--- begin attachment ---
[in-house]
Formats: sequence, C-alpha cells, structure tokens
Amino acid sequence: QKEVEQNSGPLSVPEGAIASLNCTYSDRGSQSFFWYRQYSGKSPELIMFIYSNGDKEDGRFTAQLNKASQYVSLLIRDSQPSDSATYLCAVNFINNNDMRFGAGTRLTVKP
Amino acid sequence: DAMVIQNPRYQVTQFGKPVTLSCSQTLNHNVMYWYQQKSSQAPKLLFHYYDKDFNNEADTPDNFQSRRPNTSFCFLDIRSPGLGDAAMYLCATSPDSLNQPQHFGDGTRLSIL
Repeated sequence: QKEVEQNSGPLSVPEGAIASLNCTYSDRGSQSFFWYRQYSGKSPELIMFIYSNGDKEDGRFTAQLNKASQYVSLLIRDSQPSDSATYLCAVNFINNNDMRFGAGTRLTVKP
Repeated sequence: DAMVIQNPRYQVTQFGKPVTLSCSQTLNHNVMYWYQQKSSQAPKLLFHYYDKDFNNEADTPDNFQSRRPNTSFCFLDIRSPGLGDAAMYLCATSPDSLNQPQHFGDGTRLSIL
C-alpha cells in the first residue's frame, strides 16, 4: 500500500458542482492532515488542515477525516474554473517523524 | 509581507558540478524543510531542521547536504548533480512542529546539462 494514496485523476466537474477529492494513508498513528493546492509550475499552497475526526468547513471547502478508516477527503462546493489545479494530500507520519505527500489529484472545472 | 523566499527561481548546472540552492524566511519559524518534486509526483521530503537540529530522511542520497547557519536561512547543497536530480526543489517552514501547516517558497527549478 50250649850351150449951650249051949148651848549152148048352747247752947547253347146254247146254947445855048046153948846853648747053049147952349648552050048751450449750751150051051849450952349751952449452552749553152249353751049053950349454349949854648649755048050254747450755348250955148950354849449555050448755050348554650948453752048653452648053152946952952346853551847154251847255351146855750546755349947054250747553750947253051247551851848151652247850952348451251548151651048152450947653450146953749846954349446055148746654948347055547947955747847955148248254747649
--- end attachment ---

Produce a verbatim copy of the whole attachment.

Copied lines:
[in-house]
Formats: sequence, C-alpha cells, structure tokens
Amino acid sequence: QKEVEQNSGPLSVPEGAIASLNCTYSDRGSQSFFWYRQYSGKSPELIMFIYSNGDKEDGRFTAQLNKASQYVSLLIRDSQPSDSATYLCAVNFINNNDMRFGAGTRLTVKP
Amino acid sequence: DAMVIQNPRYQVTQFGKPVTLSCSQTLNHNVMYWYQQKSSQAPKLLFHYYDKDFNNEADTPDNFQSRRPNTSFCFLDIRSPGLGDAAMYLCATSPDSLNQPQHFGDGTRLSIL
Repeated sequence: QKEVEQNSGPLSVPEGAIASLNCTYSDRGSQSFFWYRQYSGKSPELIMFIYSNGDKEDGRFTAQLNKASQYVSLLIRDSQPSDSATYLCAVNFINNNDMRFGAGTRLTVKP
Repeated sequence: DAMVIQNPRYQVTQFGKPVTLSCSQTLNHNVMYWYQQKSSQAPKLLFHYYDKDFNNEADTPDNFQSRRPNTSFCFLDIRSPGLGDAAMYLCATSPDSLNQPQHFGDGTRLSIL
C-alpha cells in the first residue's frame, strides 16, 4: 500500500458542482492532515488542515477525516474554473517523524 | 509581507558540478524543510531542521547536504548533480512542529546539462 494514496485523476466537474477529492494513508498513528493546492509550475499552497475526526468547513471547502478508516477527503462546493489545479494530500507520519505527500489529484472545472 | 523566499527561481548546472540552492524566511519559524518534486509526483521530503537540529530522511542520497547557519536561512547543497536530480526543489517552514501547516517558497527549478 50250649850351150449951650249051949148651848549152148048352747247752947547253347146254247146254947445855048046153948846853648747053049147952349648552050048751450449750751150051051849450952349751952449452552749553152249353751049053950349454349949854648649755048050254747450755348250955148950354849449555050448755050348554650948453752048653452648053152946952952346853551847154251847255351146855750546755349947054250747553750947253051247551851848151652247850952348451251548151651048152450947653450146953749846954349446055148746654948347055547947955747847955148248254747649